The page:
I felt the usual frisson of risk and responsibility as we took our seats, as I always do when I introduce someone new to this world. What would Michelle make of it? On stage sat an impressive row of 15 empty chairs - there had been nine in the original. As though mapping out juggling trajectories, apples were laid out in lines in front; not fiery clubs, glitter sticks, flashing knives or light-changing globes, just your communal, red, garden apples. The entire show revolved around playing with these apples that by turns could read as an articulation of Bauschian iconography, a homage to Newtonian physics, or the fruit of knowledge, a tease of Eve. "Take an object, and do something to it. Do something else to it" as abstract artist Jasper Johns is quoted in juggling trajectories. So beautiful in its simplicity, right? In the question and answer session later Sean Gandini would say the best ideas are often cooked up in the kitchen and here domesticity had a retro feel, Stepford meets post-war austerity, as the jugglers paraded in a succession of suits or tank-tops and cords, tea dresses and t-bar shoes. This was undoubtedly amplified by the nostalgia inherent in the song "I've Never Waltzed in Berlin". Watching the performers file past was like watching a Who's Who of juggling. I'd only met about half the performers, but recognised a fair few more from the striking portraits that I had been admiring in Thomas Wilson's authoritative juggling trajectories only hours earlier. I was struck by the individuality and unique energy of each performer, their gait, their mannerisms, their facial expressions, by turn Marx brother zany, zen, nonchalant, dry, curious, engaging, up to something... each brought their own personality into play here.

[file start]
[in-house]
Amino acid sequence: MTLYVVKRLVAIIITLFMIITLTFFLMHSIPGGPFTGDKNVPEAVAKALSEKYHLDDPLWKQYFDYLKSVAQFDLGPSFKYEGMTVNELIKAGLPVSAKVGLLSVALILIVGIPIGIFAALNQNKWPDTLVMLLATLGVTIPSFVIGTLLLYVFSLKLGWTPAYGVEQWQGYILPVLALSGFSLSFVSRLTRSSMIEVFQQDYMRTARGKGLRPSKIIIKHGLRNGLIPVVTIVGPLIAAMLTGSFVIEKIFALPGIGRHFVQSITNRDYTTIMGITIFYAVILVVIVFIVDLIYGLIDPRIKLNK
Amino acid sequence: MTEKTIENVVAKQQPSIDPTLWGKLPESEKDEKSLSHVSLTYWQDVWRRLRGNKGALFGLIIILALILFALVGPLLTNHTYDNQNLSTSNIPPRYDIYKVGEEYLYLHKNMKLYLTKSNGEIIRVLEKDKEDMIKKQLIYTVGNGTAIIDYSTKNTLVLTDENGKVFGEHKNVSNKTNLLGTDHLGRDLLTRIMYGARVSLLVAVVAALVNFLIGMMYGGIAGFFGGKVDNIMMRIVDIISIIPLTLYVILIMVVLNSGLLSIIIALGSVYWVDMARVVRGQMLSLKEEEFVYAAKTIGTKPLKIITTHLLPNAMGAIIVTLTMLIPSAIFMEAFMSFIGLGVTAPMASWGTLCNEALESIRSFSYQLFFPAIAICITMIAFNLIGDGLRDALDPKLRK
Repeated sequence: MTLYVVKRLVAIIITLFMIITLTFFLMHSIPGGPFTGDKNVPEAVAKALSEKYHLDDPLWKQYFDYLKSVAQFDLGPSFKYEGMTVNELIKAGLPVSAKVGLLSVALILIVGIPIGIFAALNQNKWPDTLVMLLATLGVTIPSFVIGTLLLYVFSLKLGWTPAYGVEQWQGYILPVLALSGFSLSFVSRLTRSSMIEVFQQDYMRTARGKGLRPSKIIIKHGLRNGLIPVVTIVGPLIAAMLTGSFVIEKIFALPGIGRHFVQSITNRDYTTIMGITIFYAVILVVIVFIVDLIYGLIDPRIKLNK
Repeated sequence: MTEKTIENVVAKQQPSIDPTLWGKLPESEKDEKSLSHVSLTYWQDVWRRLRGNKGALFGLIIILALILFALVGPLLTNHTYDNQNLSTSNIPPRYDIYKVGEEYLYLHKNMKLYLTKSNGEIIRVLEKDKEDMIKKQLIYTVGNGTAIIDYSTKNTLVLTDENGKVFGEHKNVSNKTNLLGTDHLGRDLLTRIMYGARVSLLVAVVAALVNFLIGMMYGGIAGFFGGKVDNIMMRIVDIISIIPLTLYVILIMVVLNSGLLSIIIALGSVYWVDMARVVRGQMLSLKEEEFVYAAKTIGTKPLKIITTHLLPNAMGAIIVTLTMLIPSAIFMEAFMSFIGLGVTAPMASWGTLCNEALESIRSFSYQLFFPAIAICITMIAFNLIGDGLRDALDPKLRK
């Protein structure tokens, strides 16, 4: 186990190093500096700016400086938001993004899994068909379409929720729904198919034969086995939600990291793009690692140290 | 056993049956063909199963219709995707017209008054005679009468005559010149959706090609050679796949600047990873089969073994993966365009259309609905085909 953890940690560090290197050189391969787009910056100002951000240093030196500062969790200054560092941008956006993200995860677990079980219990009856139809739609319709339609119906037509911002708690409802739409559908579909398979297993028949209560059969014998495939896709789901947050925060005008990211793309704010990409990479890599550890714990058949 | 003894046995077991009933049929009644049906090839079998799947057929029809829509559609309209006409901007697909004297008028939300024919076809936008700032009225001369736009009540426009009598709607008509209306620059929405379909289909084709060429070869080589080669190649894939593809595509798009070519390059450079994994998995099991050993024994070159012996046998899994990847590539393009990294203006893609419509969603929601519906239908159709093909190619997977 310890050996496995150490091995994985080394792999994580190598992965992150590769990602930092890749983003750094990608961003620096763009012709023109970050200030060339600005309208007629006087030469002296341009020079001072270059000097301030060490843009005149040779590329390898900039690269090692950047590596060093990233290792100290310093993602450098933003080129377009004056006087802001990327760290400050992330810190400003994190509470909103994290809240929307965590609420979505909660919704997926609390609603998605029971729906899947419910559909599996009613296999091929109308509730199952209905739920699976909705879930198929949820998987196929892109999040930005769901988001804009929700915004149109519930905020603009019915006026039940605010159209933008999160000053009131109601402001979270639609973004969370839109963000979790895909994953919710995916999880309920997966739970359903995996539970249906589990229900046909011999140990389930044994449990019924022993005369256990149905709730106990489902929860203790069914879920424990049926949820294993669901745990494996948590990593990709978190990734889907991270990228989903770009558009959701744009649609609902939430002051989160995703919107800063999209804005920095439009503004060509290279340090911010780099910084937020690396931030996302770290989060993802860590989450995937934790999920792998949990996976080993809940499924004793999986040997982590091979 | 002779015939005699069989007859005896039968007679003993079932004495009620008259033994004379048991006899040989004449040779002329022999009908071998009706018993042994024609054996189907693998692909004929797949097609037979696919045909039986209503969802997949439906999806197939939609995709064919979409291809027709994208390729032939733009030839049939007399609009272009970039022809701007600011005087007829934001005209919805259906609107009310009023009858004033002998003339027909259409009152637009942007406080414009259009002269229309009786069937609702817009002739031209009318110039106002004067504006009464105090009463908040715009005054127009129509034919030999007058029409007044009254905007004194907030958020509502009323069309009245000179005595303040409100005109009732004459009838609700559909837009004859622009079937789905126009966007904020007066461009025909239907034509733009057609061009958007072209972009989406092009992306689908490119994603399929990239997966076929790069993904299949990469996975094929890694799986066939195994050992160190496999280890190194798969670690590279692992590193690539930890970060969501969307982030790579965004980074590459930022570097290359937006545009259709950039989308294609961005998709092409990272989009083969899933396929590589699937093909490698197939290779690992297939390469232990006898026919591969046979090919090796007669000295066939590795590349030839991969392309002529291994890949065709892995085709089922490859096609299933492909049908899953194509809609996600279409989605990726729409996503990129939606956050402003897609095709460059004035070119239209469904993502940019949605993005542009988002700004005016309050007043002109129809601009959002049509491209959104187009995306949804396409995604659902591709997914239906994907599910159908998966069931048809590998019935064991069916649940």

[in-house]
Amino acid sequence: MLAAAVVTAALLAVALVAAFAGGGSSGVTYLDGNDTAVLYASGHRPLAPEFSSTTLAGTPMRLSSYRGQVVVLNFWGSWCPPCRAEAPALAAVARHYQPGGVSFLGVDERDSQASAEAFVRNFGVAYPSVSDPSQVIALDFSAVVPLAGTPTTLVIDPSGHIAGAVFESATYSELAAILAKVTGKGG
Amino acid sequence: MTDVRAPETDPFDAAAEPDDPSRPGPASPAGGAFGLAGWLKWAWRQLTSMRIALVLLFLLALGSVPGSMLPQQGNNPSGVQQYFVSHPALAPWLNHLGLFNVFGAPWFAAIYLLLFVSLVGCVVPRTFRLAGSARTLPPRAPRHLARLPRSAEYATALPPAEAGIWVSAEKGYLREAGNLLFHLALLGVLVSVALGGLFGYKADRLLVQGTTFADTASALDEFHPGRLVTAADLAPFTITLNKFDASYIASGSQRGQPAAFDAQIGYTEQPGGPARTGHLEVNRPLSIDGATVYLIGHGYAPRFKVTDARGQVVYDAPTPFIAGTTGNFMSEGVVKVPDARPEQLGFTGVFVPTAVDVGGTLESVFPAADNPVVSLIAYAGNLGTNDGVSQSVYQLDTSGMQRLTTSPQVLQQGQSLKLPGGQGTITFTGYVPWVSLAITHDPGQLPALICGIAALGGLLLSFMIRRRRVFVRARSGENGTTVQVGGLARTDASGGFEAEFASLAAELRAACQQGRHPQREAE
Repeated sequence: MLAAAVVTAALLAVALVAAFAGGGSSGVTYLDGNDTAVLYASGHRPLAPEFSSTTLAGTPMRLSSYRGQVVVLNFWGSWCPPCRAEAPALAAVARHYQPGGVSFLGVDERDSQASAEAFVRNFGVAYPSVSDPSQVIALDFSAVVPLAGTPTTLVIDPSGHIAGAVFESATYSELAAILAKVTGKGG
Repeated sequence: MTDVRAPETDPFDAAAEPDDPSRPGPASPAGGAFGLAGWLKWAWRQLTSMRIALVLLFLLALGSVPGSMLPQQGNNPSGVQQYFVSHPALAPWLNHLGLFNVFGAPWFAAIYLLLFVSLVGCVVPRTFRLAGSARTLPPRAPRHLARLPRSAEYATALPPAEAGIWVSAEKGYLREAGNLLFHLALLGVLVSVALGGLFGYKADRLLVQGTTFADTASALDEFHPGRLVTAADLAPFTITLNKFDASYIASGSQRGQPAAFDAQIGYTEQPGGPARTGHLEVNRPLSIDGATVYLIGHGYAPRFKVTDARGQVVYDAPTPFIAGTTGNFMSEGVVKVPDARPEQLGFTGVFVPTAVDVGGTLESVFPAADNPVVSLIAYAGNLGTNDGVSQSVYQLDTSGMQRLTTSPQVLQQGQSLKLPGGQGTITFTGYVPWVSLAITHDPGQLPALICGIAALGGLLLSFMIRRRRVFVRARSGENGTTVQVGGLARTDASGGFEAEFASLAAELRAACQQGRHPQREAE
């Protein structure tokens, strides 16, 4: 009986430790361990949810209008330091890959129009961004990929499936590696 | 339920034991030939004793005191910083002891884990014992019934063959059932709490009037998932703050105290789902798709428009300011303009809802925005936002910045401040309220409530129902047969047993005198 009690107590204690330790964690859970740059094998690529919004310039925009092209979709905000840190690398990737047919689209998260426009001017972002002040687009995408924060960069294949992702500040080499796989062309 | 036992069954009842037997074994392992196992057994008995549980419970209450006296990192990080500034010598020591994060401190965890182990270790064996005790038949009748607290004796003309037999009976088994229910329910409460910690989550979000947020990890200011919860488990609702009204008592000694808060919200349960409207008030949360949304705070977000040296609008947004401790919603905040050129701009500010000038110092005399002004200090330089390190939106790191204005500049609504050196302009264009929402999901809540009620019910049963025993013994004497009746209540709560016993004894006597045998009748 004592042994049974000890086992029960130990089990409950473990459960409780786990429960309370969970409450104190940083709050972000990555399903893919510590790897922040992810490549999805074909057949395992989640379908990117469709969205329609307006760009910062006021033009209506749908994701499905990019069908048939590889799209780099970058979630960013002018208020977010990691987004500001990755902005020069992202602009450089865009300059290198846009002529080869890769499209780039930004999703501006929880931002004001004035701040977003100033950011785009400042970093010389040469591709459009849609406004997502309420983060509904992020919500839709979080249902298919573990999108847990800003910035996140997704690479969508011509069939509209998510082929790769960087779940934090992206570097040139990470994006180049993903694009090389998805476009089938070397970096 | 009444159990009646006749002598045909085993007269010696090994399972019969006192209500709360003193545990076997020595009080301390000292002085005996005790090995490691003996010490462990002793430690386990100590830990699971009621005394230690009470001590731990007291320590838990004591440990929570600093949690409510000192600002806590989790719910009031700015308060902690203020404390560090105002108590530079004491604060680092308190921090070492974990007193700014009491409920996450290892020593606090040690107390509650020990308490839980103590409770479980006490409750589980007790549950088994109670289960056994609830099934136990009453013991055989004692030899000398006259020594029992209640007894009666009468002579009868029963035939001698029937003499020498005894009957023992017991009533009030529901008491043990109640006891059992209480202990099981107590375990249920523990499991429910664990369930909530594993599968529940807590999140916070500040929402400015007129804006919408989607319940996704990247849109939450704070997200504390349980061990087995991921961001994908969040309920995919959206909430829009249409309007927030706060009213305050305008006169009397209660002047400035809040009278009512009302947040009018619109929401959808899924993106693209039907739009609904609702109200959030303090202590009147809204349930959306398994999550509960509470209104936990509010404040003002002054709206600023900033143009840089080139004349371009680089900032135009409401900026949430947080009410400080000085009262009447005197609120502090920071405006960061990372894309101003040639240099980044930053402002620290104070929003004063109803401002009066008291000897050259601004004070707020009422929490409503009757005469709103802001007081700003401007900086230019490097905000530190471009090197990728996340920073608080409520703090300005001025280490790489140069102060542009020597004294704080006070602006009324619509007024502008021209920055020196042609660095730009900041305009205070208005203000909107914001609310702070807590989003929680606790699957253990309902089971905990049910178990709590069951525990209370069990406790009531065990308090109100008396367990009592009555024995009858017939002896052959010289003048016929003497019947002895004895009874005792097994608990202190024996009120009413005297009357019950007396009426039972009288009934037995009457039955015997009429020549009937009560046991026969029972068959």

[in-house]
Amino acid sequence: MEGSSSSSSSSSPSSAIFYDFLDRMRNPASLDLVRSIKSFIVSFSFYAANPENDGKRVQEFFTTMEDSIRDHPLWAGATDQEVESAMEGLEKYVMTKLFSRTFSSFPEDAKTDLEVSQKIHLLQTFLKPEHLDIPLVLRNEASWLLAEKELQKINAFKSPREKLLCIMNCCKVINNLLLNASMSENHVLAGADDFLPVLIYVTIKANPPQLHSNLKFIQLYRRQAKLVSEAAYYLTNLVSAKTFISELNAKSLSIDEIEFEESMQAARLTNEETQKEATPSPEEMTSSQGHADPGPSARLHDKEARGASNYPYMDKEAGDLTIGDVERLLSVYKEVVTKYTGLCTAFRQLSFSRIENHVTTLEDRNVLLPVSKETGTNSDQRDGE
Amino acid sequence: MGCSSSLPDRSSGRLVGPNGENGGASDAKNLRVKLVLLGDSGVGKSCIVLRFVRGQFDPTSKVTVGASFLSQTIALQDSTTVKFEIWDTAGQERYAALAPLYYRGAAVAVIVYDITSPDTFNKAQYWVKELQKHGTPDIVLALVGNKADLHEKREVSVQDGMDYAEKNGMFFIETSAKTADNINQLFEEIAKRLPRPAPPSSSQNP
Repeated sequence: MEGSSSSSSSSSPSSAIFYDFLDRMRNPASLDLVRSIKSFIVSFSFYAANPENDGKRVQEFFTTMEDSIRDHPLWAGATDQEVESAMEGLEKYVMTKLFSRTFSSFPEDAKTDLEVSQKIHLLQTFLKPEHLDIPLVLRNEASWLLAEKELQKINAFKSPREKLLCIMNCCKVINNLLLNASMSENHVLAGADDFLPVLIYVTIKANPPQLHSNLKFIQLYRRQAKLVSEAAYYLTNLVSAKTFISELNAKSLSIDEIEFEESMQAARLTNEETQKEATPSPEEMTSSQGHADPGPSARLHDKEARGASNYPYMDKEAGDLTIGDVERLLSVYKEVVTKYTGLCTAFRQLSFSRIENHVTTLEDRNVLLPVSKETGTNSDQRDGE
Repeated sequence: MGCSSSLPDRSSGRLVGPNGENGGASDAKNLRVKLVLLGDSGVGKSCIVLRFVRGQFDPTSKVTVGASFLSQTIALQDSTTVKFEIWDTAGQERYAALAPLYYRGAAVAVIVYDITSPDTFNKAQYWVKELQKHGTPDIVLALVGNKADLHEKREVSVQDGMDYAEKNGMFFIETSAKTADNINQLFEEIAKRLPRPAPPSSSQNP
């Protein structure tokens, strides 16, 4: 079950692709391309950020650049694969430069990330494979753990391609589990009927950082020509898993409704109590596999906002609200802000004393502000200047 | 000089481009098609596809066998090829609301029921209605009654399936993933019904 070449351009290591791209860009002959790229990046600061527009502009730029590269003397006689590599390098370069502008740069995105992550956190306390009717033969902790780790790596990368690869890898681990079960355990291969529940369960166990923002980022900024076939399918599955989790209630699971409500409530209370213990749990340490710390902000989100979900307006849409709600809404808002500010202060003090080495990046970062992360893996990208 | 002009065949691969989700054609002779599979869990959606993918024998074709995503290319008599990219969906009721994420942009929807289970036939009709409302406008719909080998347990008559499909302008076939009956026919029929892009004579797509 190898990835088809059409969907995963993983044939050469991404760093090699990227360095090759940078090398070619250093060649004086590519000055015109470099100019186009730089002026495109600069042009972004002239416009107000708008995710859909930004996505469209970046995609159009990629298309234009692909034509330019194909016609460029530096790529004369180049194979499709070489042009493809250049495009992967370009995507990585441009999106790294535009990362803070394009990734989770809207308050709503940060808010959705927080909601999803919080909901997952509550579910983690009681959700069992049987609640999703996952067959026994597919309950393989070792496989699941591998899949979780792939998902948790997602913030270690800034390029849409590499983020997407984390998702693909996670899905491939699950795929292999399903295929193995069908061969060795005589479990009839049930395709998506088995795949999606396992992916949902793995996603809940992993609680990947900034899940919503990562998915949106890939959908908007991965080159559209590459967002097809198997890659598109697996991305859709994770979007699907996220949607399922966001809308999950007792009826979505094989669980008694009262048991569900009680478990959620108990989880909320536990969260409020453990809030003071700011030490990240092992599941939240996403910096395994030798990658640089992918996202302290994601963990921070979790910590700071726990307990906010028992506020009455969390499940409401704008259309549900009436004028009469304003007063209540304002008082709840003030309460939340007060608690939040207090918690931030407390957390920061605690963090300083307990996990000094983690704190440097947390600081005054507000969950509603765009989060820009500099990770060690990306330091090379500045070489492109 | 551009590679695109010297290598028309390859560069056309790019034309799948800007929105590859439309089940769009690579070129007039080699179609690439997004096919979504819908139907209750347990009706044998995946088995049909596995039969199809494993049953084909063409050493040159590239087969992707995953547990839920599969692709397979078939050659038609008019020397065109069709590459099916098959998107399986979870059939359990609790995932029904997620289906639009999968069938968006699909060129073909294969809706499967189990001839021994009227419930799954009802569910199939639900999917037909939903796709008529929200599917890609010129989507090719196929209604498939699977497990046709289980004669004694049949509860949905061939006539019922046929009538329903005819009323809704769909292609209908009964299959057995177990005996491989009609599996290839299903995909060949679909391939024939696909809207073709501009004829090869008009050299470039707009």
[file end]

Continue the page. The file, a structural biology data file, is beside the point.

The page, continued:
That the show began with the same track in the video that was from the end of the show surprised me. Where could they now go from here?* Oh lordy! Where indeed! Distraction was the name of the game, whether through sexual provocation, taunts, or physically, sometimes violently, interrupting the flow of others. There were sequences of intense beauty: the spectacle of so many jugglers in synch, a row apples punctuating the air at the exact same height, describing the same patterns; the hand of one performer stealing its way into the space in motion of another and plucking out an apple from the whirl; a romance of tango between by Sean and Kati.